From NPR News in Washington, I'm Lakshmi Singh.
The surviving suspect in the Boston Marathon bombings is communicating to interrogators that he and his brother were not connected to any terrorist groups but were motivated, instead, by extremist Islamist beliefs. Dzhokhar Tsarnaev is still in the hospital listed now in fair condition. NPR's Craig Windham reports that although the 19-year-old still can not speak, he has been writing out limited answers to some questions by investigators.
Tsarnaev has indicated that he and his brother were not being directed by Islamist militants outside the U.S., but were instead acting independently. Harvard law professor Alan Dershowitz tells CNN, authorities should consider bargaining away a possible death sentence in order to get more information from Tsarnaev.
"Everybody wins if this guy exchanges information for a life sentence and then put in at obscure prison where nobody will remember him."
Dershowitz says if Tsarnaev were to be convicted and executed, he would be seen as a martyr by militants. Tsarnaev has been charged with using a weapon of mass destruction and malicious destruction of property. Craig Windham, NPR News, Washington.
Three people were killed in the attack during the Boston Marathon and authorities have raised the number of people injured to more than 260.
Secretary of State John Kerry is urging NATO to prepare for the possibility that Syria will use chemical weapons in its civil war. He issued that warning during a NATO meeting in Brussels today. On the sidelines that gathering, Kerry held talks with Russia's foreign minister that he says focused heavily on the deteriorating situation in Syria.
"What I did suggest to everybody was we therefore need to all be thinking about how we can get to the negotiating table to avoid an implosion of Syria, which would be the worst consequence."
Meanwhile, there's been no break in the latest fighting along Syria's border with Lebanon. There were reports of at least two Syrian rocket attacks into Lebanese territory.
Sales of new homes rose in March by 1.5% over the previous month. NPR's Yuki Noguchi reports new home sales are recovering,but still far off normal levels.
New home sales are 18.5% higher than the same period last year, reflecting the rebound in the housing market. But at a seasonally adjusted rate of 417,000 homes a year, levels are still way below what economists consider normal. Of course,builders are just coming out of a dormant period when home construction hit historic lows. Financing for new construction also remains tight, so supply is still relatively low. But with greater demand from buyers, prices of new homes are also increasing. The medium price of new home rose 3% from a year ago to $247,000. Yuki Noguchi, NPR News, Washington.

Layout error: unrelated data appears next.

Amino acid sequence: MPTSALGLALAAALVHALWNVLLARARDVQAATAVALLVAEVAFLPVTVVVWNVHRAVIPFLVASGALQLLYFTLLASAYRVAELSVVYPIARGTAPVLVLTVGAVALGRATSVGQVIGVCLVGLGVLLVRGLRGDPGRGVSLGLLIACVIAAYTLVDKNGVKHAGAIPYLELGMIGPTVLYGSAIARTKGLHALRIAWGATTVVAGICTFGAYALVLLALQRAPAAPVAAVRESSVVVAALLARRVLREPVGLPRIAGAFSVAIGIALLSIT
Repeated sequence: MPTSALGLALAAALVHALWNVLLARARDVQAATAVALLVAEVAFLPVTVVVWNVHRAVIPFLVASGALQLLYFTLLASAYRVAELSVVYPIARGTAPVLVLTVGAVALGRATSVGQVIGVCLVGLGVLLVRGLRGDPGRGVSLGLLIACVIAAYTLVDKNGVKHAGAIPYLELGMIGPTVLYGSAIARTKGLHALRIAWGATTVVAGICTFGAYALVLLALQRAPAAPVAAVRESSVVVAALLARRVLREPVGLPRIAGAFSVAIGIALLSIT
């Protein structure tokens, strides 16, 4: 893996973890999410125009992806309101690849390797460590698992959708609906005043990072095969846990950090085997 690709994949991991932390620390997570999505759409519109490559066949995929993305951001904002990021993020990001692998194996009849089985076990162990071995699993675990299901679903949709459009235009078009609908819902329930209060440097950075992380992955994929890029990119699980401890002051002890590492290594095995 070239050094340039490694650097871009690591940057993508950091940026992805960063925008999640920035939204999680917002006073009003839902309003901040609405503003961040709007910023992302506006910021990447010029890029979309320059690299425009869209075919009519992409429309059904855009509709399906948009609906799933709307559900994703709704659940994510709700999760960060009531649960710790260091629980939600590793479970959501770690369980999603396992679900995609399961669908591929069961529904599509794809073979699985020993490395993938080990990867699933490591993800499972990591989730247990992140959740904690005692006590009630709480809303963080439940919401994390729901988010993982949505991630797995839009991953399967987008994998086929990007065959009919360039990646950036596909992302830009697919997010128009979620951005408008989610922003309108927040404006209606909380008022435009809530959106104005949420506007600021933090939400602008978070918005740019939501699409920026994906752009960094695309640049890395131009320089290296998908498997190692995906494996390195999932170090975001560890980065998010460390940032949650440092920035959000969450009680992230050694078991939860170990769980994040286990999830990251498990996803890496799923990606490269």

Dow is up 152 at 14,719.
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Democratic Senator Mark Pryor will not seek reelection for a 7th term. The finance committee chairman from Montana says simply there is life beyond Congress. Mark is the 8th senator to announce retirement.
French lawmakers have legalized same sex marriage after months of fierce debate and street protests. NPR's Eleanor Beardsley reports that France is now the 14th country to enact such a law.
The French justice minister said the first weddings could be as soon as June. The measure allowing same sex couples to marry and adopt passed easily in the Socialist majority National Assembly. But it hasn't gone down so well on the streets. Just this weekend, tens of thousands of opponents of same sex marriage promised to never give up the fight. Their next large demonstration is scheduled for May 26th. Opponents say the measure harms families and children by depriving them of the right to a mother and father. While polls show majority of French accept gay marriage. The country is sharply divided over the issue of adoption. Thousands of police have mobilized in Paris preparing for dueling protest around the National Assembly building and along the Seine River. Eleanor Beardsley, NPR News, Paris.
A Washington state educator is 2013's National Teacher of the Year. Jeff Charbonneau, a science teacher at Zillah High School in Washington Yakima Valley, was awarded by President Obama today. He spoke of what motivates him and the other finalists to get the best out of their students.
"When I look at my fellow teachers here today, I see a teaching force that exemplifies the kind of education that I want my own children to have. I see the knowledge to provide rigorous content that will enable future generations to grow our economy and be the leaders in global innovation."
The gathering also pay tribute to the six educators who died last December during the Newtown shootings.
I'm Lakshmi Singh, NPR News, in Washington.
1. bargain away
eg. We should not bargain away our hard-won freedom lightly.
eg. We should not bargain away the principles.
eg. For a small sum they were content to bargain away their happiness.
eg. There are fears that the situation might deteriorate into full-scale war.
eg. The weather conditions are deteriorating.
eg. Grant's health steadily deteriorated.
3. deprive sb. of sth.
eg. They deprived the criminal of political rights for all his life.
eg. These misfortunes almost deprived him of his reason.
eg. Never deprive anyone of hope, it could be a person owns.
eg. The room's style exemplifies Conran's ideal of 'beauty and practicality'.
eg. I will exemplify my point with a story.
eg. Scenes that exemplify the film director's style.
5. pay tribute to
eg. We pay tribute to his courage.
eg. He wroted a song to pay tribut to the men died in the war.
eg. Since 1982, the american library assoation has sponsoredbanned books weekto pay tribute to free speech and open libraries.